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scuba.jpg

1-10 Scale:  8

The Philips Magnavox Scuba is not the wave of the future, it is not the highest resolution screen on an HMD there is, it is not very comfortable, but it does what it says it does:  It immerses you in the video game or movie's environment.

When I first hooked up the Scuba and started up a movie, I started thinking, "Ok, did someone drop this thing?  The screen's all fuzzy."  I was a little offended to learn from the review of one star by GamePlayers magazine that this was quite normal as the unit was indeed created with "low budget" in mind.  So yes, it is low resolution.

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Unfortunately, for a big screen, you'll have to wear a big unit.  I can't believe after seeing the pictures of this thing, it never occured to me that this thing was going to hurt your head.  And it really can.  I read the words, "Ergodynamic design for comfort" across the box that it came in and felt like my intelligence had been insulted.  It mashes mostly into your forehead and there is no browpad there to soften the impact.  Oh, well, ok there is a browpad (that's like a few millimeters thick).  But fortunately, there is an alternative to getting rid of your Scuba.  Just take a small sponge (those little spongepads in old Sega CD game cases is perfect) or a few folded up tissues and put it in front of the Scuba's browpad and then it's actually much more comfortable.  No problem!  It'll still leave you a little headachy when you eventually take it off, but not much.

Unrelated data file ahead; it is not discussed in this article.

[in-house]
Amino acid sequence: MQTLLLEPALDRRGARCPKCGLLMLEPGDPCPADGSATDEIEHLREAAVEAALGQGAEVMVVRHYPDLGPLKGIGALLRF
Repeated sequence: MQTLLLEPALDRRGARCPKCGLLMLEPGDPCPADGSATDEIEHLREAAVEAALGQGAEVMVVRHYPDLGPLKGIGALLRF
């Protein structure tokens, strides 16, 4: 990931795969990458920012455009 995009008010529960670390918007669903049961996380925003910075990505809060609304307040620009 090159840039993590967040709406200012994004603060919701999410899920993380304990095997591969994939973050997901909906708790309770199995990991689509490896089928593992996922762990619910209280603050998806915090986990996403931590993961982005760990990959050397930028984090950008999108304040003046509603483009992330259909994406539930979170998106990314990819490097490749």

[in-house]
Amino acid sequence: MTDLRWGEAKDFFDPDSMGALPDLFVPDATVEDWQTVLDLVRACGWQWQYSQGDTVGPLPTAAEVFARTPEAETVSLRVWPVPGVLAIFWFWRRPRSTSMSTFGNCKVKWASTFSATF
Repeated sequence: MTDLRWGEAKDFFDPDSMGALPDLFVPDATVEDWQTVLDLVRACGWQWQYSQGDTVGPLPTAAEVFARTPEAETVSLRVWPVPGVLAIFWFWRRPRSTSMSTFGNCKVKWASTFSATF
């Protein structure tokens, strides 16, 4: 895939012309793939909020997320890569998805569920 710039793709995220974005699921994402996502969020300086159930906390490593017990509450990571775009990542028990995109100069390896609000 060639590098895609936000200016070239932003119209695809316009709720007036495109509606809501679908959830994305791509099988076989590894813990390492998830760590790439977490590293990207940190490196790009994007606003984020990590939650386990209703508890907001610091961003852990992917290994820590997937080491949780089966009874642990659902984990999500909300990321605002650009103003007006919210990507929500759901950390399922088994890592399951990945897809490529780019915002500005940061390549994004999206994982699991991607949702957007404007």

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I almost wanted to sell it but I kept it because it's a product you tend to like more, the more you use it.  It projects a huge image that surrounds you.  It's like a tiny IMAX theater at heart.  Sure the resolution is crappy, but what I noticed is that your eyes start to adjust to the apparent fuzziness of the image and after a while of fiddling with the brightness and contrast dials on it, you can soon find a picture setting that works.  And what is great about it is that for video gamers, it's a product for every type of game.  The contrast can be turned way up for dark games like Doom, Quake, Halo, etc.  For bright games and side-scrollers, settings can be turned down to reduce eye-strain.  And when watching movies on it, the screen resolution looks great on any setting.  

Here's the thing about enjoying this product.  It's a low-rez unit so the kinds of games that look best on it are low-rez games.  For instance, 32-bit and 64-bit consoles from the 90's look great on this.  Today's 128-bit machines do not appear very well on this thing because they demand too much detail that can't be seen clearly on this thing.  If you like Goldeneye 007 for N64 or Doom for your SNES, or anything pre-1998, the Scuba will take you away from reality for a while and immerse you into it's own world.  You'll actually be pleasantly suprised.

Jonathan Dogey  dogeymon@gmail.com